ccording to the United Nations World Food Program (WFP), the number of people experiencing severe food insecurity due to the economic collapse of COVID-19 could double to 265 million this year.

The impact of lost travel revenue, remittances and travel and other restrictions on the coronary virus epidemic is expected to cause another 130 million people to starve this year.

“COVID-19 is potentially catastrophic for millions who are already hanging by a thread,” said Arif Husain, chief economist and director of research, assessment and monitoring at the WFP.

“We all need to come together to deal with this because if we don’t the cost will be too high – the global cost will be too high: many lost lives and many, many more lost livelihoods,” he told reporters at a virtual briefing in Geneva.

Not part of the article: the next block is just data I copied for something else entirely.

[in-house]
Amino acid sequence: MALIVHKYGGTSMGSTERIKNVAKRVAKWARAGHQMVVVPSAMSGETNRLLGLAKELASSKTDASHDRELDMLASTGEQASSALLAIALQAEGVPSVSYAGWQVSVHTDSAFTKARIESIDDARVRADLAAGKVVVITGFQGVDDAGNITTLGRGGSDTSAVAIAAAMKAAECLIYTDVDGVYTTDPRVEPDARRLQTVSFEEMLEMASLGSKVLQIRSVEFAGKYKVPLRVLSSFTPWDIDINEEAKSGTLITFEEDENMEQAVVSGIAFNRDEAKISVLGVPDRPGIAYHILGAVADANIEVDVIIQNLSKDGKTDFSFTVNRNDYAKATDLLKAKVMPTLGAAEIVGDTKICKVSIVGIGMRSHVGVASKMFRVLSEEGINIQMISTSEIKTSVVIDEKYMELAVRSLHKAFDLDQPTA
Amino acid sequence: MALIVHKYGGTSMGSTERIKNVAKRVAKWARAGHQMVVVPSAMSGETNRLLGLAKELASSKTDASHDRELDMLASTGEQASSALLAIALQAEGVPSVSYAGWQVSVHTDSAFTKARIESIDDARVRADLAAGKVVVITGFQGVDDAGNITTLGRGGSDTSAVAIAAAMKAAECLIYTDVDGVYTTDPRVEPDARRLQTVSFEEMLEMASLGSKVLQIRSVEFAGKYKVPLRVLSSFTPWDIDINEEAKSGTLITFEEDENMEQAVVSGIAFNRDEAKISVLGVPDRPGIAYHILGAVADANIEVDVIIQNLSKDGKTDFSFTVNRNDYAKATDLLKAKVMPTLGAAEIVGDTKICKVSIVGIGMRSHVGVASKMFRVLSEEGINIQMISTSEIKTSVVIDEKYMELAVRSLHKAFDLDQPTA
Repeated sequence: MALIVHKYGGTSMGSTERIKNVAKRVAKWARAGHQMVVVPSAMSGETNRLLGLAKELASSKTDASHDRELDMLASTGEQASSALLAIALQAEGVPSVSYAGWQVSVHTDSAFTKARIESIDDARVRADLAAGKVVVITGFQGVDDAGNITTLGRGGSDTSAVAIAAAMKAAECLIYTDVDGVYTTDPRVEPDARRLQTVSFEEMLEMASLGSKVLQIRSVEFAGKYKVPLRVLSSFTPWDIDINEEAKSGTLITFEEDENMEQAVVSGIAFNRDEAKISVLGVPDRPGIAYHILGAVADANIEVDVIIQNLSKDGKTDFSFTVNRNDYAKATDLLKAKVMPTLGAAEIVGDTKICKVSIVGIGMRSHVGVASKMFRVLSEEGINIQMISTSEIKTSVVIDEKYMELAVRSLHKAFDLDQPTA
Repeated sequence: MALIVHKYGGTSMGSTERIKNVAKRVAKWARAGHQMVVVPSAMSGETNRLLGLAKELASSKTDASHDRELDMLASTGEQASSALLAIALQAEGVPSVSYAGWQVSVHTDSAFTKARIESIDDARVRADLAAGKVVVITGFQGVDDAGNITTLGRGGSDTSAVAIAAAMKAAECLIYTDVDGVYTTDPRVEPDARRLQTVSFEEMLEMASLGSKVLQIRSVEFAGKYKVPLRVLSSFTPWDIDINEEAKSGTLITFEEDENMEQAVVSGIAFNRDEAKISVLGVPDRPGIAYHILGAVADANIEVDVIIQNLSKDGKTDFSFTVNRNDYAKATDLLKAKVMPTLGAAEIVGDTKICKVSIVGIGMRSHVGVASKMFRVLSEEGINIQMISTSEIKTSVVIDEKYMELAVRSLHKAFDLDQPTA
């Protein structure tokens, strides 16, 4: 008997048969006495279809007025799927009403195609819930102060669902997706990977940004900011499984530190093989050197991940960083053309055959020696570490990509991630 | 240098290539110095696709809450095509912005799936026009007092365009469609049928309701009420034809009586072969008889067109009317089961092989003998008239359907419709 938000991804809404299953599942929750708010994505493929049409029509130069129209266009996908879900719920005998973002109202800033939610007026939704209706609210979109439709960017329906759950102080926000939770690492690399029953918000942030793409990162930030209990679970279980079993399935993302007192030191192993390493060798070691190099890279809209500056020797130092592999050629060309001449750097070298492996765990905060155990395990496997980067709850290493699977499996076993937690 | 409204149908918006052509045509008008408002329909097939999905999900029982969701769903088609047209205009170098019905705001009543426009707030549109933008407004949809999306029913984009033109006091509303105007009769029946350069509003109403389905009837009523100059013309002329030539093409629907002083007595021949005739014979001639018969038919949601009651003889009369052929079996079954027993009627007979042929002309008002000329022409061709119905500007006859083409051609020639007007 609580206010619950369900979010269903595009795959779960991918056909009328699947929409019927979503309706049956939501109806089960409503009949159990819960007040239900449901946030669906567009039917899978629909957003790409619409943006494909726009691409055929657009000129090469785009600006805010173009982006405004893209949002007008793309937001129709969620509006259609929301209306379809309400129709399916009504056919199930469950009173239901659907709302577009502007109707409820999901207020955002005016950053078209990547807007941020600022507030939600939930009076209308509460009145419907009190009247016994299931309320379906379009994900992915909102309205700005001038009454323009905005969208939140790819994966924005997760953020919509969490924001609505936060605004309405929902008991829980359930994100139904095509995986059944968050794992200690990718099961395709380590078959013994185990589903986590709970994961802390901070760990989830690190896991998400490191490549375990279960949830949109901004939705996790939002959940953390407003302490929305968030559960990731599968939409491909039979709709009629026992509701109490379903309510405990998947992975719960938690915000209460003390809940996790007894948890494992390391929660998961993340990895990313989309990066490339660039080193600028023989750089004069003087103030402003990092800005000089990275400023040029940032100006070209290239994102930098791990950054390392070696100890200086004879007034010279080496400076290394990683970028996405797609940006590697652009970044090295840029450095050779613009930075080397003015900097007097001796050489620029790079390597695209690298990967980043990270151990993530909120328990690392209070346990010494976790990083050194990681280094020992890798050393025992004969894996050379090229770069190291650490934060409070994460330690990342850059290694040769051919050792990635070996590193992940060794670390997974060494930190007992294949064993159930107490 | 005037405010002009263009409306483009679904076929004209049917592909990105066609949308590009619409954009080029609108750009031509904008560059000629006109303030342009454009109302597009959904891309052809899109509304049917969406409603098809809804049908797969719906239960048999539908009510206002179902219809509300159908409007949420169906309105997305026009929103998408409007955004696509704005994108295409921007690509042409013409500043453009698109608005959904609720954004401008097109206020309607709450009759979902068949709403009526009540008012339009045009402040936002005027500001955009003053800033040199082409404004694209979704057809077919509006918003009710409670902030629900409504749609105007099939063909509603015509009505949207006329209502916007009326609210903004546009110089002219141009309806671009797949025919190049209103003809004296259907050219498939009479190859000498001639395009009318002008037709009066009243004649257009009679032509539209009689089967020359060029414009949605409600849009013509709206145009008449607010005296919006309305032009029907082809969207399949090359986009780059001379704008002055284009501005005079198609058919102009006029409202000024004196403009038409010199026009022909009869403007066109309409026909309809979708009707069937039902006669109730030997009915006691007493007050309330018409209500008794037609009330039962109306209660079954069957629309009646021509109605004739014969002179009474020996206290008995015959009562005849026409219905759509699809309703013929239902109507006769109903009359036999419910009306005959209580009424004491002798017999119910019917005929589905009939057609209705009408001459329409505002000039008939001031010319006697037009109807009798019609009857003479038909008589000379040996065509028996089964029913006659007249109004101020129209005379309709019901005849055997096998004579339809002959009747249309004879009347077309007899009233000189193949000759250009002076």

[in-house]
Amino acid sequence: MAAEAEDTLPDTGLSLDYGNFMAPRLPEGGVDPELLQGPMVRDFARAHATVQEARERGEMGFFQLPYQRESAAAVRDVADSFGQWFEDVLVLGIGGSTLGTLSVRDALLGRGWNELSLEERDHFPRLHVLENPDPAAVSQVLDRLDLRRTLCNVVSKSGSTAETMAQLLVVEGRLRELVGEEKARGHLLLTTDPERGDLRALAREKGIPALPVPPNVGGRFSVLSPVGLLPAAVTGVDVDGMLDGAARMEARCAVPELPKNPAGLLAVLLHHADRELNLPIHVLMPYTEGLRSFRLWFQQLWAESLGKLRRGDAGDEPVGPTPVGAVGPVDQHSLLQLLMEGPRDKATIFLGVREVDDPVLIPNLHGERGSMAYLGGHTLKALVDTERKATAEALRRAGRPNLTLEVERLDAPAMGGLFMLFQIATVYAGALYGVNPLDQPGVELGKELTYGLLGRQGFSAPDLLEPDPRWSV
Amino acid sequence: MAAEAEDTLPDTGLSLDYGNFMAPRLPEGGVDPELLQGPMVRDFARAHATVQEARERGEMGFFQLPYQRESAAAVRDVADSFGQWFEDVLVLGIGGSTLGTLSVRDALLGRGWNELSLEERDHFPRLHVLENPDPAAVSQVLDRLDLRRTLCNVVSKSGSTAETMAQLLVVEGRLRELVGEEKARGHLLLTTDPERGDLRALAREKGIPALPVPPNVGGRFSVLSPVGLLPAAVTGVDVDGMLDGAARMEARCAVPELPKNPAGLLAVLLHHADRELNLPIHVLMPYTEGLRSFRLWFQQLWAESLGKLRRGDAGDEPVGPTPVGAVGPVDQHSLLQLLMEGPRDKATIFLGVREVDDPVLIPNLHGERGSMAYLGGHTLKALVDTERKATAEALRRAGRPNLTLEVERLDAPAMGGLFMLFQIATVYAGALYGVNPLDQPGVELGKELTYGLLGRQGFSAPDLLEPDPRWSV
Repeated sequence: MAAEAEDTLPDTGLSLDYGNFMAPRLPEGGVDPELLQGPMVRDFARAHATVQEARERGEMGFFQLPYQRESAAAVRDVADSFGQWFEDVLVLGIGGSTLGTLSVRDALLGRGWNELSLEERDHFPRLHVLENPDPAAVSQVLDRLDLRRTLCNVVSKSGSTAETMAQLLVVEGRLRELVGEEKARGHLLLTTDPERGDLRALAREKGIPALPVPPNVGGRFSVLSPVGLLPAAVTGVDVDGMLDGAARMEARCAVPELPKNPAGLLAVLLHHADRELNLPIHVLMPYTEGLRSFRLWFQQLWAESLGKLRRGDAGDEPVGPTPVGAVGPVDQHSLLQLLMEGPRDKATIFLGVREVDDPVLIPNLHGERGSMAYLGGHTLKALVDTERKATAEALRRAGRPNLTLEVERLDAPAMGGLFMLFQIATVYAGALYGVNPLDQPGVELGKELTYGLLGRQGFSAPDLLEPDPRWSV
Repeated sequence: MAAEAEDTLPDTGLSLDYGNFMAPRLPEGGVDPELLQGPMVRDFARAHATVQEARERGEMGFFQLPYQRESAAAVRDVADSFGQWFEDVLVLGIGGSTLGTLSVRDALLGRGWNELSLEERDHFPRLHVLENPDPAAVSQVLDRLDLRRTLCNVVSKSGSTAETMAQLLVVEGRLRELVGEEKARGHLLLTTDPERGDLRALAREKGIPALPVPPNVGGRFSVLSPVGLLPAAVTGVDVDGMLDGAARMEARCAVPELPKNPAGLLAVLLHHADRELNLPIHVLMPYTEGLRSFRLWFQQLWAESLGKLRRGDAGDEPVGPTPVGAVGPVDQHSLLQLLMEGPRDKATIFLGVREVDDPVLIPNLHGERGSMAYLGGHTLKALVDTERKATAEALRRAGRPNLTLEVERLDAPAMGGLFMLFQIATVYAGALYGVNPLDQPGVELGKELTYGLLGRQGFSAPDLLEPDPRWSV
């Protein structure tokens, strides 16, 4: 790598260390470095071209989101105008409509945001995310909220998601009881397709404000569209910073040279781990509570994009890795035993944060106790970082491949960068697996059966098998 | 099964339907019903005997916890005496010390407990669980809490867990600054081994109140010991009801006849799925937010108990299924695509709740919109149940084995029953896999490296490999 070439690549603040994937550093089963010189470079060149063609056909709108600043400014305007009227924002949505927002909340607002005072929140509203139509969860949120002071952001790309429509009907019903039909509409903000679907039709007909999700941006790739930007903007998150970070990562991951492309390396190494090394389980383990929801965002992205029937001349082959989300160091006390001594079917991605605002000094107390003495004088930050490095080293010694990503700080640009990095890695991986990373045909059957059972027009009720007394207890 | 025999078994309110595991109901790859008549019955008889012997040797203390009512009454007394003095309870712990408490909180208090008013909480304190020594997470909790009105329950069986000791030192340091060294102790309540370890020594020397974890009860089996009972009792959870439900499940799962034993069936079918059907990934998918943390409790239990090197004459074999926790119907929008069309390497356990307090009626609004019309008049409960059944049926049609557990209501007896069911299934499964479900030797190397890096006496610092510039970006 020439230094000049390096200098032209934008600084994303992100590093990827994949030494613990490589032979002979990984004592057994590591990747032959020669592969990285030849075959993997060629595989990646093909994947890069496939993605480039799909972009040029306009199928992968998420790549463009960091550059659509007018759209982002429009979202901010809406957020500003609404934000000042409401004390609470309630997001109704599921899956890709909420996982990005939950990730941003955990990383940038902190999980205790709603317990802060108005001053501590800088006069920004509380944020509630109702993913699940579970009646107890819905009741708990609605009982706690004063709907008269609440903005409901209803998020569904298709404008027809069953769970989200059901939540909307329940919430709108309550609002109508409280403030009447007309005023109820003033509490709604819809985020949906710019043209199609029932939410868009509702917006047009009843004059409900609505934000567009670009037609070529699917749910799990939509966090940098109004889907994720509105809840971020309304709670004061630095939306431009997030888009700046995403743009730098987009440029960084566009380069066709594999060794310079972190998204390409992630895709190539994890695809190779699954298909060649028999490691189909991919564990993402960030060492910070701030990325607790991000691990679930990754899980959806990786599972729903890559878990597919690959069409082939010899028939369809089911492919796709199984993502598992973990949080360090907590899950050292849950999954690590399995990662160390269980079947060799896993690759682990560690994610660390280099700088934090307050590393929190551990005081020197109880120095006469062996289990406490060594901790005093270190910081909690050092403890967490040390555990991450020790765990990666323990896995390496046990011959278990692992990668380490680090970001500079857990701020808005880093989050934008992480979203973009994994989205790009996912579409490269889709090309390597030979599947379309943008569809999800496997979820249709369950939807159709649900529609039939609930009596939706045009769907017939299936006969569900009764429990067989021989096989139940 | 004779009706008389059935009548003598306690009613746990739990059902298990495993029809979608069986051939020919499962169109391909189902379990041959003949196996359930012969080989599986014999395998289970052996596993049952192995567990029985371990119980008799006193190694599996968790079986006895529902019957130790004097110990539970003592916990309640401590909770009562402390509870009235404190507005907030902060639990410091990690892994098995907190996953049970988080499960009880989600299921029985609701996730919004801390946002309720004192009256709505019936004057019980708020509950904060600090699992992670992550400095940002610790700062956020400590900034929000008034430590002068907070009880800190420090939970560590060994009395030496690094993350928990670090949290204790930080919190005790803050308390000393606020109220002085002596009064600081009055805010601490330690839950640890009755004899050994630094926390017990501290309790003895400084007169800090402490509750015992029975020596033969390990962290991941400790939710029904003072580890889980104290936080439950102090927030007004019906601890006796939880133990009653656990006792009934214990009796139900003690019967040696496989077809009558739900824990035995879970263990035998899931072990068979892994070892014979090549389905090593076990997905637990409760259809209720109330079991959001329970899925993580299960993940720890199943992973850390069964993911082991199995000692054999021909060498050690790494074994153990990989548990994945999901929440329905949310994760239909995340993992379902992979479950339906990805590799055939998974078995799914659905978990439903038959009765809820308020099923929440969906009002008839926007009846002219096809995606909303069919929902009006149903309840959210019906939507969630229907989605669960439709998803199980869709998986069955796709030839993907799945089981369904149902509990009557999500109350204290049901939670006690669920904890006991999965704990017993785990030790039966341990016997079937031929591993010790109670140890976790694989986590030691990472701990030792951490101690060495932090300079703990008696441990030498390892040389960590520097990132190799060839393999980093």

Husain said it was critical to act quickly to prevent people already living hand-to-mouth from selling their assets as it could take them years to become self-reliant again.

UNICEF: Two million children in DRC are acutely malnourished (02:39)
In some cases, such as when farmers sell their ploughs or oxen, it could have knock-on effects for food production for years to come, he added.

“These were the people we were concerned about – those who were OK before COVID and now they are not,” he said, adding he was “really worried” about people living in countries with little or no government safety nets.

“Acute food and livelihood crisis” is category three of five UN phases, meaning a “critical lack of food access and above usual malnutrition”.

Category 5 means mass starvation. UN officials did not give a geographical breakdown of the growing needs but said that Africa was likely to be hardest hit.

The WFP expects to need $10-$12bn to fund its assistance programmes this year compared to a record $8.3bn raised last year, Husain added. It plans to pre-position food stocks over the coming months in anticipation of growing needs.